Think for a moment about what it really means to say that Machida has a unique style: It doesn't mean that he's aware of some secret method of fighting; the style he employs is based on karate, which is studied by millions around the world. What it really means is that what he can do with karate is different from what all those other millions of karate students can do.
That's about talent. That's what makes Machida special.
Machida is incredibly light on his feet, like a dancer. No, it doesn't sound like a compliment to compare a fighter to a dancer, and sometimes the way Machida's fleet-footedness manifests itself is in backpedaling inside the Octagon, a tactic that's been widely criticized. But when Machida's footwork manifests itself the way it did against Couture, it's a beautiful sight to behold. The jumping front switch kick that Machida employed to knock Couture out required a degree of speed, power and explosiveness that very, very few athletes possess. That's what makes Machida special.
"He's a tremendous fighter -- I felt like I was standing still out there," Couture said afterward. "He caught me with a good straight one. He's a tremendous athlete."
When Machida beat Rashad Evans to win the UFC light heavyweight championship two years ago, he was praised a little bit too much: The declaration of the "Machida Era" before Machida had even defended his title looks silly in hindsight, and there was something of a fan backlash when Machida won a controversial decision against Shogun Rua, then lost the rematch to Rua and then lost to Rampage Jackson. It became easy to dismiss Machida as overrated.
But the truth is, Machida is a special athlete, and a special fighter. His victory over Couture re-establishes him near the top of the light heavyweight class, and he may soon earn a fight with another uniquely talented light heavyweight, Jon Jones.
Notes from UFC 129
-- Greg Jackson gave a great set of instructions to Georges St. Pierre after the first round, first trying to get St. Pierre to relax, and then trying to get St. Pierre to focus on the game plan.
"Deep breath, Georges," Jackson said as St. Pierre took a seat on his stool. "Settle down, my friend, settle down. Excellent job. Deep breaths. Calm down. Very good controlling the distance, very good disengage and re-engage. I need you to start attacking his jab. He's hiding behind that jab. Counter right hands, whatever you want to do. Second thing, set up your kicks."
It's easy to hear what Jackson says to St. Pierre and understand why that's the man St. Pierre wants in his corner.
-- It's going to be tough for the UFC to find a featherweight who can give Jose Aldo more of a challenge than Mark Hominick did, but Chad Mendes getting the next shot would make a lot of sense. The 10-0 Mendes would be the best wrestler Aldo has ever faced, and might be able to do to Aldo on the ground what Hominick did to him in the fifth round.
Quotes from UFC 129
"I was telling myself, as soon as I landed one knee or even half a knee he's going to start protecting, and that's what I was waiting for. Then when I got him, he started protecting, got his arm down, I had the whizzer to flying triangle. I was going to go for an arm bar but he ended up rolling and when he rolled I was just like, I'm going to keep it." -- Pablo Garza, explaining the chess match that was his flying triangle choke submission victory over Yves Jabouin. I love fighters who have a great game plan and can stick to it.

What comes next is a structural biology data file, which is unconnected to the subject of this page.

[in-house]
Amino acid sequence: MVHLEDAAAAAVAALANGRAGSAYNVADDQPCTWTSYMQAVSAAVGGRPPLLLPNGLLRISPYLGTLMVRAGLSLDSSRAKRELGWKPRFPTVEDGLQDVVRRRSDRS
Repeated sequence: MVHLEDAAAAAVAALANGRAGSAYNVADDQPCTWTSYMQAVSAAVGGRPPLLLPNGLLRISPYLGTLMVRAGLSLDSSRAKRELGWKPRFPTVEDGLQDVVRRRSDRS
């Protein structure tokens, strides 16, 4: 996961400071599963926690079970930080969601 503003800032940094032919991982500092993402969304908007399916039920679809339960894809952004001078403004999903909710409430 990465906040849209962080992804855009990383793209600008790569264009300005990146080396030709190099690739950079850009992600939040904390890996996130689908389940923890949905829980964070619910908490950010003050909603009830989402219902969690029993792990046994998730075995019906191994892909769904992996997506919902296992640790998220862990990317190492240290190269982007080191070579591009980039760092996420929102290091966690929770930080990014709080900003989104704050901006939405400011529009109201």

"If we sent him home looking like that, we should never be allowed to put on a fight again." -- UFC President Dana White, when asked whether Mark Hominick was sent to the hospital to have his badly swollen face checked out.
Although the Aldo-Hominick fight became hard to watch late in the fourth round as Aldo made a mess of Hominick's face, referee Big John McCarthy made the right decision in saying that if the cageside doctor was willing to keep the fight going, he wouldn't stop it. The doctor said Hominick could keep fighting, and Hominick showed in the fifth round that he did, indeed, have plenty of fight left in him. Credit McCarthy for giving Hominick that chance.
UFC announcer Mike Goldberg suggested during the broadcast that Mark Bocek is the best Brazilian jiu jitsu practitioner in the lightweight division. No, he isn't. Joe Rogan quickly chimed in and noted that B.J. Penn and Shinya Aoki would argue with that. So would several other fighters, including Jim Miller, Kenny Florian and George Sotiropolous. Goldberg has a tendency to overstate the quality of the fighters in front of him at any given time, and he definitely did that in talking up Bocek.
All five of the winners of the fights that were streamed live on Facebook looked great: Kudos to Pablo Garza, John Makdessi, Jason MacDonald, Ivan Menjivar and Claude Patrick on great fights. And kudos to the UFC for a great decision to stream all the preliminary bouts live on Facebook. Here's hoping that's a permanent decision going forward.
Nate Diaz has now been overpowered by stronger opponents in two consecutive fights. Diaz needs to leave the welterweight class and move back down to lightweight, where he won't be taking on bigger, more muscular fighters.
As great as Machida's finishing kick was on Saturday night, it's bittersweet that the kick likely ended Couture's career. If the great Couture is done, all of us who love MMA should thank him for the memories.
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